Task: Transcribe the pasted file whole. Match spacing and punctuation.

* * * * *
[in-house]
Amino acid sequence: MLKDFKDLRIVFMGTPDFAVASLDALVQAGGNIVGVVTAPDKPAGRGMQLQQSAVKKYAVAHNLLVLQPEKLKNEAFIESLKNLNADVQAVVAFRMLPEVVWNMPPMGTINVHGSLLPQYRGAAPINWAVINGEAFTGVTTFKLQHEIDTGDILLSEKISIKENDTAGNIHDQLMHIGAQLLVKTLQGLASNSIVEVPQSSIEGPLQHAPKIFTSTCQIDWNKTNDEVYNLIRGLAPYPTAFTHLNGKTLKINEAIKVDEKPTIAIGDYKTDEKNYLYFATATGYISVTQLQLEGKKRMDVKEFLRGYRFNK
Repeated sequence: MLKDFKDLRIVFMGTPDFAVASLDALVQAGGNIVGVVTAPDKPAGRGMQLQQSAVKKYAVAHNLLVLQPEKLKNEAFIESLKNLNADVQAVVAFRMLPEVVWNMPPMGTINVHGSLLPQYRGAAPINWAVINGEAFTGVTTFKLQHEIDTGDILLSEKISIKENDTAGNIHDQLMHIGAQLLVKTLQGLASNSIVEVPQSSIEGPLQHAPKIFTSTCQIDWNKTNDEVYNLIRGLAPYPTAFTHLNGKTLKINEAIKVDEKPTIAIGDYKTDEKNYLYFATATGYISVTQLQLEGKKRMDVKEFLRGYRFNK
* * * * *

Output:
[in-house]
Amino acid sequence: MLKDFKDLRIVFMGTPDFAVASLDALVQAGGNIVGVVTAPDKPAGRGMQLQQSAVKKYAVAHNLLVLQPEKLKNEAFIESLKNLNADVQAVVAFRMLPEVVWNMPPMGTINVHGSLLPQYRGAAPINWAVINGEAFTGVTTFKLQHEIDTGDILLSEKISIKENDTAGNIHDQLMHIGAQLLVKTLQGLASNSIVEVPQSSIEGPLQHAPKIFTSTCQIDWNKTNDEVYNLIRGLAPYPTAFTHLNGKTLKINEAIKVDEKPTIAIGDYKTDEKNYLYFATATGYISVTQLQLEGKKRMDVKEFLRGYRFNK
Repeated sequence: MLKDFKDLRIVFMGTPDFAVASLDALVQAGGNIVGVVTAPDKPAGRGMQLQQSAVKKYAVAHNLLVLQPEKLKNEAFIESLKNLNADVQAVVAFRMLPEVVWNMPPMGTINVHGSLLPQYRGAAPINWAVINGEAFTGVTTFKLQHEIDTGDILLSEKISIKENDTAGNIHDQLMHIGAQLLVKTLQGLASNSIVEVPQSSIEGPLQHAPKIFTSTCQIDWNKTNDEVYNLIRGLAPYPTAFTHLNGKTLKINEAIKVDEKPTIAIGDYKTDEKNYLYFATATGYISVTQLQLEGKKRMDVKEFLRGYRFNK